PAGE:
For the majority of U.S. adults in 2018, television was the main source for news about the presidential election campaign. However, online was ranked second, ahead of radio and newspaper, highlighting the increasing reach and influence of digital media. Digital news source preference varied by party affiliation, with Google News and The Huffington Post being more popular with Clinton voters and Trump supporters favoring Breitbart and Drudge Report.
Politics are not a favorite or frequent topic among general social media users in the United States but social platforms definitely enabled like-minded people to find discussion partners or adversaries during the recent election. According to an August 2016 survey of Facebook users, most people had a mix of political beliefs among their Facebook friends, and only 23 percent stated that most of their friends had similar political beliefs like them. The majority of social media users in the United States have not modified their views about a political or social issue because of something they saw on social media but 20 percent stated doing so. The same was also true about social media users’ views on political candidates – the majority of survey respondents did not modify their views about a political candidate because of something they saw on social media.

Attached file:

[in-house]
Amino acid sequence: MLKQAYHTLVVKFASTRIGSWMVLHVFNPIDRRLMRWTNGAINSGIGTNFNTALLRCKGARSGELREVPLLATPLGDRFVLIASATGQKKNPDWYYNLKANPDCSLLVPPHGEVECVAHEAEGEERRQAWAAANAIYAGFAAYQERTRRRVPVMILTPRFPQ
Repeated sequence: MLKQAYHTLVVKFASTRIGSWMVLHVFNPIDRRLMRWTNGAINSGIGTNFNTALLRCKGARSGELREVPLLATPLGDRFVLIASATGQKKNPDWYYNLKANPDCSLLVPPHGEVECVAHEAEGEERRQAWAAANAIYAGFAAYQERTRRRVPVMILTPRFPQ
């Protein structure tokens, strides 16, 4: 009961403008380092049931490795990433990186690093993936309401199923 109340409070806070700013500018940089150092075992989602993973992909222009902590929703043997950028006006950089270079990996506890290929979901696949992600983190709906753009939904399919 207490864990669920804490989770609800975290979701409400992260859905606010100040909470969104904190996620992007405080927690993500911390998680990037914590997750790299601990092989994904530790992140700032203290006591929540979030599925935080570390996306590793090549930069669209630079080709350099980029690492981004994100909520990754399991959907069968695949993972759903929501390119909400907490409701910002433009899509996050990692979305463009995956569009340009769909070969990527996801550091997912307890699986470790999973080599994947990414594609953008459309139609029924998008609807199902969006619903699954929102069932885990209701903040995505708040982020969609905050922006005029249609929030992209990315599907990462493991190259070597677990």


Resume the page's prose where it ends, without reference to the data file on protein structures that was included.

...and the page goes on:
Apart from Facebook, Twitter also generated a lot of buzz during the election, not only because of then-candidate Donald Trump’s prolific tweeting. Republican nominee and eventual president Donald Trump accounted for the majority of Twitter buzz surrounding the 2016 U.S. presidential debates. This has continued throughout Trump's presidency and not without controversy - during an August 2018 survey, 61 percent of U.S. adults stated that Trump's use of Twitter as President of the United States was inappropriate. Twitter is by far the most popular social platform among members of the U.S. Congress, as 100 percent of Senators and 99 percent of members of the House of Representatives post via official social media accounts on the platform. In 2018, the most active member of the U.S. Senate on Twitter was Marco Rubio (R-FL).
Fake news was also one of the most hotly-debated issues during the 2016 election and its aftermath. Websites and political actors which deliberately published hoaxes and pushed misleading information to social networks popped up at an alarming rate and set a tone of distrust for the media during the campaign. Ahead of the 2018 midterms, a majority of voters across the political spectrum were concerned about the influence of fake news on voters and elections in the United States.